Intelligent councils can be the future of local government, incorporating data strategy to fast forward digital transformation in a citizen-centric joined-up service

Consider the plethora of services local councils provide in any region. Whether it’s social housing, care of the vulnerable or those with disabilities, children’s services, bin collections or repairing and gritting roads – no matter what department or function, they’re all faced with the same challenge – working smarter. Intelligent councils are needed to improve data and local governance across the UK.

It’s a near-constant test to demonstrate success for tax-payer money, but also to deliver customer-centric services that make life easier for citizens and provide value for money. It’s not enough to simply strip out costs but to put knowledge to better use to deliver a more intelligent offering for citizens.

There is no shortage of data in local councils, but much of it is held in disparate and departmental systems which are fundamentally restrictive to consistent access and to providing meaningful interpretation. Add to that, data can be out of date, hard to analyse or personal and sensitive, requiring kid-glove handling.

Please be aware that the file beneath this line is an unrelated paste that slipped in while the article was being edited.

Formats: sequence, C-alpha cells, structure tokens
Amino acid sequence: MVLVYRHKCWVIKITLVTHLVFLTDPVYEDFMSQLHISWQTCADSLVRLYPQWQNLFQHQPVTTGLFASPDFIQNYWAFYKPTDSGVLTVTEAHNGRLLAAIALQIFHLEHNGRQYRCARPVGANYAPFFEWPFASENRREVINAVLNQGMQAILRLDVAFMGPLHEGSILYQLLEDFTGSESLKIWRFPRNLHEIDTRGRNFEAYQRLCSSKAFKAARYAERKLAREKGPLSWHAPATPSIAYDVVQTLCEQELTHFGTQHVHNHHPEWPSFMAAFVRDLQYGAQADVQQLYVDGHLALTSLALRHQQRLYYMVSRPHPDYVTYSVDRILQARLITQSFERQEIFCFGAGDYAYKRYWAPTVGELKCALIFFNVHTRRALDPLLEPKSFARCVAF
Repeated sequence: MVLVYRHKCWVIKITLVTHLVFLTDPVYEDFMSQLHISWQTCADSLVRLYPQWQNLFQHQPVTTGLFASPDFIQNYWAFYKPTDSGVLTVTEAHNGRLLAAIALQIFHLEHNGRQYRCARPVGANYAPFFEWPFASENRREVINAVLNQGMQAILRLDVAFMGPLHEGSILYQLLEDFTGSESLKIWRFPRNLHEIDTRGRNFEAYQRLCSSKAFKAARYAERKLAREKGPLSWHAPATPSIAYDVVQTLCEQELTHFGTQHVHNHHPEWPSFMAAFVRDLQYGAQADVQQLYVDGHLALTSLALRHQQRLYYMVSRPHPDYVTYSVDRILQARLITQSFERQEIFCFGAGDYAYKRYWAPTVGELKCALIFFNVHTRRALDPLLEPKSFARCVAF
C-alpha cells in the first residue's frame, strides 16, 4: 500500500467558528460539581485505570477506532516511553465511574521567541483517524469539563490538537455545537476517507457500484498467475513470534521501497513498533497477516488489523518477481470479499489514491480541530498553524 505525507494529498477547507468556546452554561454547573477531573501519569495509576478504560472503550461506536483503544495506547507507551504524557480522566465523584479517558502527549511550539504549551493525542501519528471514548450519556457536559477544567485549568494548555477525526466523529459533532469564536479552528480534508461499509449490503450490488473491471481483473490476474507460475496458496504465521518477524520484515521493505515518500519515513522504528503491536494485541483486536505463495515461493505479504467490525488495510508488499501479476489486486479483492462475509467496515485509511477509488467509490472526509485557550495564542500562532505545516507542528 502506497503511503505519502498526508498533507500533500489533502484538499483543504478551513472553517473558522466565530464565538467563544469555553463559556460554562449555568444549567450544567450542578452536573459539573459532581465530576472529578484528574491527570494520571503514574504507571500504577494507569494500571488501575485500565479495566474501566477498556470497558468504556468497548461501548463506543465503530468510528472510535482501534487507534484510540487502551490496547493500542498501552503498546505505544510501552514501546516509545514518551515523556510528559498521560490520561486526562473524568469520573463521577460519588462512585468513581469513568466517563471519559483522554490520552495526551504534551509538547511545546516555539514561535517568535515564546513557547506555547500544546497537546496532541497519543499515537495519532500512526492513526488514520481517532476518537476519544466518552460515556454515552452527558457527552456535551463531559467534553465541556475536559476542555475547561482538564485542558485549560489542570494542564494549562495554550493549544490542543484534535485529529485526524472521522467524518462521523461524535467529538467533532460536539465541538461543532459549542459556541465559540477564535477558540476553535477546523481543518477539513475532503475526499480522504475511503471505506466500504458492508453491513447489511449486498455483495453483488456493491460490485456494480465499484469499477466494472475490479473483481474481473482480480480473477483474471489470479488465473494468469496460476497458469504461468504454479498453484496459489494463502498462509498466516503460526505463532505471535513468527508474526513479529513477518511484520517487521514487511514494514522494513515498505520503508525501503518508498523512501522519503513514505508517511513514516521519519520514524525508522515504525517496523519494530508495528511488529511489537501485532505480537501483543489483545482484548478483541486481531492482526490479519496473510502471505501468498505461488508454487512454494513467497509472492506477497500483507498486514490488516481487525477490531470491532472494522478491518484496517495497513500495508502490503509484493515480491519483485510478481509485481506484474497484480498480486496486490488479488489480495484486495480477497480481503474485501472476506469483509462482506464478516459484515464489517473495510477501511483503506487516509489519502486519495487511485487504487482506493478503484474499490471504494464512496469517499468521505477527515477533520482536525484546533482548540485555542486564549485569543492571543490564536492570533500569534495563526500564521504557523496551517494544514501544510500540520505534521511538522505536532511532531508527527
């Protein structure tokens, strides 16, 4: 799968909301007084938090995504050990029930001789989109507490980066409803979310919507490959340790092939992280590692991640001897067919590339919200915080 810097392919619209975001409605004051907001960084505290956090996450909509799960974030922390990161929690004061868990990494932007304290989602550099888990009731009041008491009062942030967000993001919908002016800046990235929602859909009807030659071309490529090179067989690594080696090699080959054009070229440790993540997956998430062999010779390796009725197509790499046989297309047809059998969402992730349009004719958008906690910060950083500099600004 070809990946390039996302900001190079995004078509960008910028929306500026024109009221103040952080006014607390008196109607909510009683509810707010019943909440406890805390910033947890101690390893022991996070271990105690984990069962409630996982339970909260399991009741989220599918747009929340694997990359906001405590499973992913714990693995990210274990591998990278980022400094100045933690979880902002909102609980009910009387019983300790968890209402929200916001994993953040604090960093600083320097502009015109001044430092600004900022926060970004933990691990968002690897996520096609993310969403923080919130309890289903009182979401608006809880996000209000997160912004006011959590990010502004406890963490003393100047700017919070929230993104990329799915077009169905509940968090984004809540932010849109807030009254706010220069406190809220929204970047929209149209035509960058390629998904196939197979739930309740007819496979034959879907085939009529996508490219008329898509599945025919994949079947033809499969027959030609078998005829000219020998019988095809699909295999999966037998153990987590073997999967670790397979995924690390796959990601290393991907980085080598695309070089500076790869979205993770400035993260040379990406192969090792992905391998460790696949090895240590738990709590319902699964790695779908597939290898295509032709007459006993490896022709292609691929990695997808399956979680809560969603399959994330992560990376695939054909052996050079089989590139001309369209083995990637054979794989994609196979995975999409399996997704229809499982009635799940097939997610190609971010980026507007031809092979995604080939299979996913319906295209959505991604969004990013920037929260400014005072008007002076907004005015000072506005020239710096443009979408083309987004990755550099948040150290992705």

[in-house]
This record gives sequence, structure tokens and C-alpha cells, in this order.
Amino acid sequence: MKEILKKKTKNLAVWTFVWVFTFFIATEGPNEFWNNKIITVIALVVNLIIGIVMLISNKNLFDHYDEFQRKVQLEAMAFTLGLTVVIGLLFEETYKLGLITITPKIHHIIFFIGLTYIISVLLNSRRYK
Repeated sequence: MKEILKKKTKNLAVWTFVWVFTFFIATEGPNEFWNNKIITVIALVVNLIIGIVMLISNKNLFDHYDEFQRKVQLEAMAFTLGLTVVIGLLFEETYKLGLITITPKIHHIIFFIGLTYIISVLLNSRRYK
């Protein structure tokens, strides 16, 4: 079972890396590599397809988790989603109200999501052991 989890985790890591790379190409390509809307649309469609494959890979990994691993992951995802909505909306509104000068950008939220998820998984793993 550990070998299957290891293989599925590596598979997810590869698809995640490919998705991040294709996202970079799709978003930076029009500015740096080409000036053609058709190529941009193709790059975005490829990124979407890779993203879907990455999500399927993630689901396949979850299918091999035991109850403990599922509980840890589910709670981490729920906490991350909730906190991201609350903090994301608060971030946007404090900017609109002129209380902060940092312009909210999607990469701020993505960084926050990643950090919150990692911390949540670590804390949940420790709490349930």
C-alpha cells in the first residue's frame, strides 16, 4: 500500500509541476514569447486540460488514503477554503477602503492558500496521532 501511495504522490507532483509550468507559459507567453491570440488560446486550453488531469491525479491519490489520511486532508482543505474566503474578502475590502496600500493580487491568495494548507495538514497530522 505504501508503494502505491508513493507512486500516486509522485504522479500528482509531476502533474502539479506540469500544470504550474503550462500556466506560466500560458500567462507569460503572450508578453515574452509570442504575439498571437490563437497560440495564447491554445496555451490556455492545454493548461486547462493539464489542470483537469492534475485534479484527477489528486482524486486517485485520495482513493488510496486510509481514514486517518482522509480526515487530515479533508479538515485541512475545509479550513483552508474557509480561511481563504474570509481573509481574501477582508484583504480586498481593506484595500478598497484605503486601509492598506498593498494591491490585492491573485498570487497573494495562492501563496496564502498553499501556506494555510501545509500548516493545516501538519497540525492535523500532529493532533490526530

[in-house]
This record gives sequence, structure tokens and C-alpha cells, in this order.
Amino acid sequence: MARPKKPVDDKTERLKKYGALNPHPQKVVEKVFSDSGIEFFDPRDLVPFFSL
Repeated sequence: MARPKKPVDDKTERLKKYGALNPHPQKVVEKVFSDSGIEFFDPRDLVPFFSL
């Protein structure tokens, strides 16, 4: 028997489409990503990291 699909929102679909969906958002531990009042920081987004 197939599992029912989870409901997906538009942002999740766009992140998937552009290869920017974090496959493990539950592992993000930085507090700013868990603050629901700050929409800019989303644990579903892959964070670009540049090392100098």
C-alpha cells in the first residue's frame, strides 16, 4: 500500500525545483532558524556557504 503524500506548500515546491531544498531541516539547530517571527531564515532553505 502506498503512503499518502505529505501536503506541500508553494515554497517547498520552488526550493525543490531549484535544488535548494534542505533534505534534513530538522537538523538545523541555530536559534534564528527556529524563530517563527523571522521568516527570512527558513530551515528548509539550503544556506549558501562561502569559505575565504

Unlocking the data means a better allocation of resources where it can have the most impact, more targeted services and increased personalisation and can save time spent by data analysts looking through the data – reducing costs. Getting a holistic view can be difficult, the frustration is in not being able to bring together data sets to deliver a more significant, strategic ‘bigger-picture’ from the information.